Head down, battling to catch up, I had a lapse of attention yesterday afternoon. Luckily I was alerted to…
…that very moment I had just written about, when people in Vermont might be looking our way, at our hills all lit up while they for once were dark.
So completely discombobulated was I yesterday that I totally forgot the afternoon cat medications.
Any other day, Willow would have reminded me. Seriously. She does.
But I read that there have been significant solar flares recently, so I’m putting everything down to them.
Once again we were spared from really dreadful weather nearby.
Syracuse, 165 miles west of Cambridge got 7 inches of rain in a single day.
We enjoyed decorative clouds.
What do you see in this one?
(I have something very specific in mind)
One thing I did remember yesterday was to check on the progress of this plant which has been growing out of the side of the house all summer.
It was harmless-looking so I allowed it to remain and last week it produced buds.
Lo and behold, another Mallow.
The tiny blue one above, has been growing everywhere this year, another invader but quite pretty.
Mallow is related to Hibiscus and Rose of Sharon and this appears to be their year as they are all flourishing everywhere.
Last year it was wild strawberries which overtook the hill and flowerbeds. This year, they have retreated, hardly visible. A relief, as they choke everything else.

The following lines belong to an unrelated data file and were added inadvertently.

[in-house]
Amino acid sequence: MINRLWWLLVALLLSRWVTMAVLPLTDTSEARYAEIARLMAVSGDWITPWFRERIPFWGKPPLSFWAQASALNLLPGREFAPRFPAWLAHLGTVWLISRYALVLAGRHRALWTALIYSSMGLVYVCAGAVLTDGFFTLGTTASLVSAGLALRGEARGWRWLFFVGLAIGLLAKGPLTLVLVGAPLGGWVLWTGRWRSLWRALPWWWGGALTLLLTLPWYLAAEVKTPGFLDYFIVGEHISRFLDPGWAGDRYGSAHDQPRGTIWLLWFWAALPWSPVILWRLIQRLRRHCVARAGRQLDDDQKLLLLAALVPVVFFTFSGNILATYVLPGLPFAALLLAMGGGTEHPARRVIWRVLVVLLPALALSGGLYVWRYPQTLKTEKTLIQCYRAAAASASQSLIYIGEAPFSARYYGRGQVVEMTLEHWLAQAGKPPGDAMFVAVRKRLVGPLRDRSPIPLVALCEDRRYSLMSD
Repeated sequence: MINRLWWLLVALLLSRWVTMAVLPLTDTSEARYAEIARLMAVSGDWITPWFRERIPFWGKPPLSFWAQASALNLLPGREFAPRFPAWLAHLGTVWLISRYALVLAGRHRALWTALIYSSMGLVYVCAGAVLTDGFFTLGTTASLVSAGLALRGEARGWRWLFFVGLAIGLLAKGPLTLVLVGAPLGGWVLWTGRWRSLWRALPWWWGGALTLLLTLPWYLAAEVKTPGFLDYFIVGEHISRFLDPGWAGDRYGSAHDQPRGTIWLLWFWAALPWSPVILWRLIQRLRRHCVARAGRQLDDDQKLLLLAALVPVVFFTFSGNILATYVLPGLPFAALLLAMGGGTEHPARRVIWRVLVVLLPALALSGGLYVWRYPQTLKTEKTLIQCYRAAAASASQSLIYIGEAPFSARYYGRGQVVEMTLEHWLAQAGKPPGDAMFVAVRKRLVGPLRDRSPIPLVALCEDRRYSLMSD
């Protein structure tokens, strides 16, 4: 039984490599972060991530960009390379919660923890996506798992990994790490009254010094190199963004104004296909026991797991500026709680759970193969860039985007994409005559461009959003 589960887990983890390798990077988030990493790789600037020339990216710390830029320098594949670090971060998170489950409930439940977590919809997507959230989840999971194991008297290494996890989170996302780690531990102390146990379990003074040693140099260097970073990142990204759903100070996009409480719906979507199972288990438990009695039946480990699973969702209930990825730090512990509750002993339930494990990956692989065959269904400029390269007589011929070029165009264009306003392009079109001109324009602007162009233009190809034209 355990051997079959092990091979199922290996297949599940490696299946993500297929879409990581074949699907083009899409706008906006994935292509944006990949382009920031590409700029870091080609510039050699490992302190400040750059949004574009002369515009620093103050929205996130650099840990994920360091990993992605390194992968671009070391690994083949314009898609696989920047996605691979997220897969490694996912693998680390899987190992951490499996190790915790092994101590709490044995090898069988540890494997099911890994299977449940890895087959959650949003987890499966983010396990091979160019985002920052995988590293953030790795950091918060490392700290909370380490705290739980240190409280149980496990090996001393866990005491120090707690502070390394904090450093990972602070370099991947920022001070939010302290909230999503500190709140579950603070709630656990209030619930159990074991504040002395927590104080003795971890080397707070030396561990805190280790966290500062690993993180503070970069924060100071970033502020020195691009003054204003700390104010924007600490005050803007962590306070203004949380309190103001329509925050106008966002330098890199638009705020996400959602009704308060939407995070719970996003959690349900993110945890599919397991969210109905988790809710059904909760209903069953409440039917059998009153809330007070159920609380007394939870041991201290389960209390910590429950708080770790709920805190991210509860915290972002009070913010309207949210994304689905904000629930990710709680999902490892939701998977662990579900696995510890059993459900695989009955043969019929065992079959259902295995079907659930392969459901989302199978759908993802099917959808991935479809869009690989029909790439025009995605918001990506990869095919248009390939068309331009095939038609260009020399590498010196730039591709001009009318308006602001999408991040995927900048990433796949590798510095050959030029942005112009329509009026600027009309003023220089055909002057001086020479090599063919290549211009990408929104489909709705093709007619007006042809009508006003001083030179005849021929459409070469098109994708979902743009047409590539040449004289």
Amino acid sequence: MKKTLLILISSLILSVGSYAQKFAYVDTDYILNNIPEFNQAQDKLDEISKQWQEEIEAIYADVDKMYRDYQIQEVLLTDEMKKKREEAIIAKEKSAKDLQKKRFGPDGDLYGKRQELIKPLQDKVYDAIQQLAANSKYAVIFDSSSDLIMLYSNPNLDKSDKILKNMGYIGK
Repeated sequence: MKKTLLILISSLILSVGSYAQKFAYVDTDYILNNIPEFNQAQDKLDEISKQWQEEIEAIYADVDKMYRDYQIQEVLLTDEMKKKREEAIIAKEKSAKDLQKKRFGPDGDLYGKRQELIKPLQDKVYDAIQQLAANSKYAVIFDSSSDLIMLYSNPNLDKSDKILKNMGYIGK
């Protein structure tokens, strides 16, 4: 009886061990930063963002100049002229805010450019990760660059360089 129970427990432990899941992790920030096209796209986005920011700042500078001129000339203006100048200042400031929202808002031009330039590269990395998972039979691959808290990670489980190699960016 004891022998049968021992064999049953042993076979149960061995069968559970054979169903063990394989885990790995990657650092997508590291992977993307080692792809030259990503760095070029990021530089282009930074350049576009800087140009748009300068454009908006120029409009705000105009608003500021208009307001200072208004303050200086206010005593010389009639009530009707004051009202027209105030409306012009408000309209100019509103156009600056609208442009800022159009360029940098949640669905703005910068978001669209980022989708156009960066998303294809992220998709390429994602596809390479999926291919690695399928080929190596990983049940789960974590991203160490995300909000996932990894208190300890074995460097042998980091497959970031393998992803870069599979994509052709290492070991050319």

This morning, a new surprise.
Not one of the better ones.
On the way out to get some groceries, Grant steered off the driveway to check on the Rose of Sharon.
The blooms don’t last long, but the bush was full of buds.
Only now it isn’t. Someone had removed all the flowers and the buds.
We assume it was deer though we haven’t seen them around much lately.
Presumably they come under cover of darkness.
If this had happened to my mother’s flowers, she would have been out there with a shot gun.
But I could never begrudge a wild animal a meal since we have taken so much from them.
At least we enjoyed blooms this year.
There are plenty of other pretty sights.
A particularly misty morning
was quite impressive.
I thought I’d heard a buzz!
Hummingbirds like the Buddleia.
Somewhere, surely there must be an army of spiders, just going off duty?
How do they produce so much silk overnight?
We see these webs on misty mornings as light catches water drops.
But are there always so many webs?
It’s just as well I’ve mostly overcome my fear of spiders.
Otherwise, this would be seriously creepy.